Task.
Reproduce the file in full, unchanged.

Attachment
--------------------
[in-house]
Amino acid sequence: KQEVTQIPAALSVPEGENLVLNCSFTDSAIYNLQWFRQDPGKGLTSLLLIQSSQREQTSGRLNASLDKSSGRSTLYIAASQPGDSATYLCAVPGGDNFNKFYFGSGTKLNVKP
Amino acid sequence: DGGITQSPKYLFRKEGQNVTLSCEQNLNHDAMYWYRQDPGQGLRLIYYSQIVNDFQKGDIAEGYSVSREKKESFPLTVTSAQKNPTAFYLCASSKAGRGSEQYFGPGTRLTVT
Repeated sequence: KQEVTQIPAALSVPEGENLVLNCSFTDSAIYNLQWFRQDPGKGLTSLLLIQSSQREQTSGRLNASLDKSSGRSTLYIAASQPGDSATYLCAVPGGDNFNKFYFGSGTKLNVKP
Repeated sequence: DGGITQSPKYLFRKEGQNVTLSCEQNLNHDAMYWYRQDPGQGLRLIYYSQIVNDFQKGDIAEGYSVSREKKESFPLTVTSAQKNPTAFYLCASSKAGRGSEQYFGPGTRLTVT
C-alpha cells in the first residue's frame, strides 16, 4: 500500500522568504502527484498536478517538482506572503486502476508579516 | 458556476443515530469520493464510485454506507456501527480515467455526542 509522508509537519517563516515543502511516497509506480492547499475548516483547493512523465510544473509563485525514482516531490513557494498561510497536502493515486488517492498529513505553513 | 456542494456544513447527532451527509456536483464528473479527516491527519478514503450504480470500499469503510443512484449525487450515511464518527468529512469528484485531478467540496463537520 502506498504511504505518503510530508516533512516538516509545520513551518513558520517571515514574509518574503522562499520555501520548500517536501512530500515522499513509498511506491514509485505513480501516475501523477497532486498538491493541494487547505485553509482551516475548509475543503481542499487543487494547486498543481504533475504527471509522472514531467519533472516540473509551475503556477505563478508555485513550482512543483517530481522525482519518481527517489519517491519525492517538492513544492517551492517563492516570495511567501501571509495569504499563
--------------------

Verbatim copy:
[in-house]
Amino acid sequence: KQEVTQIPAALSVPEGENLVLNCSFTDSAIYNLQWFRQDPGKGLTSLLLIQSSQREQTSGRLNASLDKSSGRSTLYIAASQPGDSATYLCAVPGGDNFNKFYFGSGTKLNVKP
Amino acid sequence: DGGITQSPKYLFRKEGQNVTLSCEQNLNHDAMYWYRQDPGQGLRLIYYSQIVNDFQKGDIAEGYSVSREKKESFPLTVTSAQKNPTAFYLCASSKAGRGSEQYFGPGTRLTVT
Repeated sequence: KQEVTQIPAALSVPEGENLVLNCSFTDSAIYNLQWFRQDPGKGLTSLLLIQSSQREQTSGRLNASLDKSSGRSTLYIAASQPGDSATYLCAVPGGDNFNKFYFGSGTKLNVKP
Repeated sequence: DGGITQSPKYLFRKEGQNVTLSCEQNLNHDAMYWYRQDPGQGLRLIYYSQIVNDFQKGDIAEGYSVSREKKESFPLTVTSAQKNPTAFYLCASSKAGRGSEQYFGPGTRLTVT
C-alpha cells in the first residue's frame, strides 16, 4: 500500500522568504502527484498536478517538482506572503486502476508579516 | 458556476443515530469520493464510485454506507456501527480515467455526542 509522508509537519517563516515543502511516497509506480492547499475548516483547493512523465510544473509563485525514482516531490513557494498561510497536502493515486488517492498529513505553513 | 456542494456544513447527532451527509456536483464528473479527516491527519478514503450504480470500499469503510443512484449525487450515511464518527468529512469528484485531478467540496463537520 502506498504511504505518503510530508516533512516538516509545520513551518513558520517571515514574509518574503522562499520555501520548500517536501512530500515522499513509498511506491514509485505513480501516475501523477497532486498538491493541494487547505485553509482551516475548509475543503481542499487543487494547486498543481504533475504527471509522472514531467519533472516540473509551475503556477505563478508555485513550482512543483517530481522525482519518481527517489519517491519525492517538492513544492517551492517563492516570495511567501501571509495569504499563